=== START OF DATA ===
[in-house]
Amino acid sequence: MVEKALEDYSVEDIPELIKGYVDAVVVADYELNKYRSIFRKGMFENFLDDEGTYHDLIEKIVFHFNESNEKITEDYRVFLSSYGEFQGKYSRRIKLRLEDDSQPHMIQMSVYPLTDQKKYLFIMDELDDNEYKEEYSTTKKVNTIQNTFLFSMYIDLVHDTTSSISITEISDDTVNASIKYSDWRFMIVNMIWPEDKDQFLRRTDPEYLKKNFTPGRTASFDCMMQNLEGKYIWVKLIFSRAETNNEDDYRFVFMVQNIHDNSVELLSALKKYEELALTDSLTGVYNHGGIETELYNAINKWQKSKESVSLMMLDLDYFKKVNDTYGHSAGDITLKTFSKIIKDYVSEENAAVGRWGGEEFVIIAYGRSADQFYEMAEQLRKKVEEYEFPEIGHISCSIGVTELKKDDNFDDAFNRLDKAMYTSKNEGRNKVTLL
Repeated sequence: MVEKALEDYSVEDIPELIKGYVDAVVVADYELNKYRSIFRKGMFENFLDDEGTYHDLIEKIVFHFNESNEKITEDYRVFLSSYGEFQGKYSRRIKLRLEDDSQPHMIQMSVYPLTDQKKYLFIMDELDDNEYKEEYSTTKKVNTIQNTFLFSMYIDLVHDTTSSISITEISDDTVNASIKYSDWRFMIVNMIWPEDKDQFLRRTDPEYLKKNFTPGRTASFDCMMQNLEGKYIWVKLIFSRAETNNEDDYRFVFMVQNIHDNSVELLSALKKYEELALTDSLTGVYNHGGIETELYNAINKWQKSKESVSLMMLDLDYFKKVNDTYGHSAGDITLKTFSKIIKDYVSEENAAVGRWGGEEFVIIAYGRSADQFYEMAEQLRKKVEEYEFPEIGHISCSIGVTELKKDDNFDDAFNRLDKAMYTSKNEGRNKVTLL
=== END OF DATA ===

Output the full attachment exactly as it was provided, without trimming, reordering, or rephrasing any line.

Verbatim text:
[in-house]
Amino acid sequence: MVEKALEDYSVEDIPELIKGYVDAVVVADYELNKYRSIFRKGMFENFLDDEGTYHDLIEKIVFHFNESNEKITEDYRVFLSSYGEFQGKYSRRIKLRLEDDSQPHMIQMSVYPLTDQKKYLFIMDELDDNEYKEEYSTTKKVNTIQNTFLFSMYIDLVHDTTSSISITEISDDTVNASIKYSDWRFMIVNMIWPEDKDQFLRRTDPEYLKKNFTPGRTASFDCMMQNLEGKYIWVKLIFSRAETNNEDDYRFVFMVQNIHDNSVELLSALKKYEELALTDSLTGVYNHGGIETELYNAINKWQKSKESVSLMMLDLDYFKKVNDTYGHSAGDITLKTFSKIIKDYVSEENAAVGRWGGEEFVIIAYGRSADQFYEMAEQLRKKVEEYEFPEIGHISCSIGVTELKKDDNFDDAFNRLDKAMYTSKNEGRNKVTLL
Repeated sequence: MVEKALEDYSVEDIPELIKGYVDAVVVADYELNKYRSIFRKGMFENFLDDEGTYHDLIEKIVFHFNESNEKITEDYRVFLSSYGEFQGKYSRRIKLRLEDDSQPHMIQMSVYPLTDQKKYLFIMDELDDNEYKEEYSTTKKVNTIQNTFLFSMYIDLVHDTTSSISITEISDDTVNASIKYSDWRFMIVNMIWPEDKDQFLRRTDPEYLKKNFTPGRTASFDCMMQNLEGKYIWVKLIFSRAETNNEDDYRFVFMVQNIHDNSVELLSALKKYEELALTDSLTGVYNHGGIETELYNAINKWQKSKESVSLMMLDLDYFKKVNDTYGHSAGDITLKTFSKIIKDYVSEENAAVGRWGGEEFVIIAYGRSADQFYEMAEQLRKKVEEYEFPEIGHISCSIGVTELKKDDNFDDAFNRLDKAMYTSKNEGRNKVTLL